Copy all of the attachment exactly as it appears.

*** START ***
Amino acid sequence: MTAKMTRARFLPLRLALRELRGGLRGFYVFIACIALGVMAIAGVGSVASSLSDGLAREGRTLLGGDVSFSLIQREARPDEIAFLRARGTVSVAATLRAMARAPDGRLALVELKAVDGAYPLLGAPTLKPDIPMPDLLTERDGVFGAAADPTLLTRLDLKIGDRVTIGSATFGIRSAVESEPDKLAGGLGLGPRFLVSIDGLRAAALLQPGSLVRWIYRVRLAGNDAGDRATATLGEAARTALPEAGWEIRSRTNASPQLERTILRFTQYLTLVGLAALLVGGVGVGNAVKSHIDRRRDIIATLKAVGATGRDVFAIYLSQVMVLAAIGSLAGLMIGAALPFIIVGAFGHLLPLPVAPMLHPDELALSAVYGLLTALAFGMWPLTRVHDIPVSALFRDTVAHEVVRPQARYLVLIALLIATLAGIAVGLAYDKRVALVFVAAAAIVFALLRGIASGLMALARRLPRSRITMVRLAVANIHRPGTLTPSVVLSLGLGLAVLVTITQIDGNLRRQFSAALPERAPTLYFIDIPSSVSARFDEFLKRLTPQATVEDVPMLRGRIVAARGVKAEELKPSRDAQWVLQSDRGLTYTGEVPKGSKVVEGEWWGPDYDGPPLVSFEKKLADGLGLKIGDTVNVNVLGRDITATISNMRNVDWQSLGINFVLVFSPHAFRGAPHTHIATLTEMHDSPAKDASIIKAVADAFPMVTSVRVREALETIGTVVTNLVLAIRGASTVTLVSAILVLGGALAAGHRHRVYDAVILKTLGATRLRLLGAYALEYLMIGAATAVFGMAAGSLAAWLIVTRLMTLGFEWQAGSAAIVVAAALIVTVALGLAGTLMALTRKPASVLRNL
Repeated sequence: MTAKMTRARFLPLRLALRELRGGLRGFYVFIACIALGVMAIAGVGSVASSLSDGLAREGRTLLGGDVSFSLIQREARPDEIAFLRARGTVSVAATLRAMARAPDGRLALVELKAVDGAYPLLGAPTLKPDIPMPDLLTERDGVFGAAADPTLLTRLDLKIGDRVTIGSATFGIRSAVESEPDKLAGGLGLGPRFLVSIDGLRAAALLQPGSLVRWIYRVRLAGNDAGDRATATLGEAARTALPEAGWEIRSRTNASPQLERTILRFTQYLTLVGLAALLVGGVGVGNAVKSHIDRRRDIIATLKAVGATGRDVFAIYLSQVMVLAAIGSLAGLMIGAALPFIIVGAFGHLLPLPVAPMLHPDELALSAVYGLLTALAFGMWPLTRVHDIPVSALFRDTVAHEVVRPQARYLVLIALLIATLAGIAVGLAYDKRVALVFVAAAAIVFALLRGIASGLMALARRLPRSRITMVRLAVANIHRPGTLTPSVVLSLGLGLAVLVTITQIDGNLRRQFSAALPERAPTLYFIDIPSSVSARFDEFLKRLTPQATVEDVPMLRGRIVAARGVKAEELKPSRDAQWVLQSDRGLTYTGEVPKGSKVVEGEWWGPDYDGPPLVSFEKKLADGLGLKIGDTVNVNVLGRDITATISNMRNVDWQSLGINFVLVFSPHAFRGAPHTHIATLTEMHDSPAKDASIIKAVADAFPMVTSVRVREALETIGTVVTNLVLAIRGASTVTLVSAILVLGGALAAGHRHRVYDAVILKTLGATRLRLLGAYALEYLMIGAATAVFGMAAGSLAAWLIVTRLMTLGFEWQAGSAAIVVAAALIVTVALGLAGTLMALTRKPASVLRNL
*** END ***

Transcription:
Amino acid sequence: MTAKMTRARFLPLRLALRELRGGLRGFYVFIACIALGVMAIAGVGSVASSLSDGLAREGRTLLGGDVSFSLIQREARPDEIAFLRARGTVSVAATLRAMARAPDGRLALVELKAVDGAYPLLGAPTLKPDIPMPDLLTERDGVFGAAADPTLLTRLDLKIGDRVTIGSATFGIRSAVESEPDKLAGGLGLGPRFLVSIDGLRAAALLQPGSLVRWIYRVRLAGNDAGDRATATLGEAARTALPEAGWEIRSRTNASPQLERTILRFTQYLTLVGLAALLVGGVGVGNAVKSHIDRRRDIIATLKAVGATGRDVFAIYLSQVMVLAAIGSLAGLMIGAALPFIIVGAFGHLLPLPVAPMLHPDELALSAVYGLLTALAFGMWPLTRVHDIPVSALFRDTVAHEVVRPQARYLVLIALLIATLAGIAVGLAYDKRVALVFVAAAAIVFALLRGIASGLMALARRLPRSRITMVRLAVANIHRPGTLTPSVVLSLGLGLAVLVTITQIDGNLRRQFSAALPERAPTLYFIDIPSSVSARFDEFLKRLTPQATVEDVPMLRGRIVAARGVKAEELKPSRDAQWVLQSDRGLTYTGEVPKGSKVVEGEWWGPDYDGPPLVSFEKKLADGLGLKIGDTVNVNVLGRDITATISNMRNVDWQSLGINFVLVFSPHAFRGAPHTHIATLTEMHDSPAKDASIIKAVADAFPMVTSVRVREALETIGTVVTNLVLAIRGASTVTLVSAILVLGGALAAGHRHRVYDAVILKTLGATRLRLLGAYALEYLMIGAATAVFGMAAGSLAAWLIVTRLMTLGFEWQAGSAAIVVAAALIVTVALGLAGTLMALTRKPASVLRNL
Repeated sequence: MTAKMTRARFLPLRLALRELRGGLRGFYVFIACIALGVMAIAGVGSVASSLSDGLAREGRTLLGGDVSFSLIQREARPDEIAFLRARGTVSVAATLRAMARAPDGRLALVELKAVDGAYPLLGAPTLKPDIPMPDLLTERDGVFGAAADPTLLTRLDLKIGDRVTIGSATFGIRSAVESEPDKLAGGLGLGPRFLVSIDGLRAAALLQPGSLVRWIYRVRLAGNDAGDRATATLGEAARTALPEAGWEIRSRTNASPQLERTILRFTQYLTLVGLAALLVGGVGVGNAVKSHIDRRRDIIATLKAVGATGRDVFAIYLSQVMVLAAIGSLAGLMIGAALPFIIVGAFGHLLPLPVAPMLHPDELALSAVYGLLTALAFGMWPLTRVHDIPVSALFRDTVAHEVVRPQARYLVLIALLIATLAGIAVGLAYDKRVALVFVAAAAIVFALLRGIASGLMALARRLPRSRITMVRLAVANIHRPGTLTPSVVLSLGLGLAVLVTITQIDGNLRRQFSAALPERAPTLYFIDIPSSVSARFDEFLKRLTPQATVEDVPMLRGRIVAARGVKAEELKPSRDAQWVLQSDRGLTYTGEVPKGSKVVEGEWWGPDYDGPPLVSFEKKLADGLGLKIGDTVNVNVLGRDITATISNMRNVDWQSLGINFVLVFSPHAFRGAPHTHIATLTEMHDSPAKDASIIKAVADAFPMVTSVRVREALETIGTVVTNLVLAIRGASTVTLVSAILVLGGALAAGHRHRVYDAVILKTLGATRLRLLGAYALEYLMIGAATAVFGMAAGSLAAWLIVTRLMTLGFEWQAGSAAIVVAAALIVTVALGLAGTLMALTRKPASVLRNL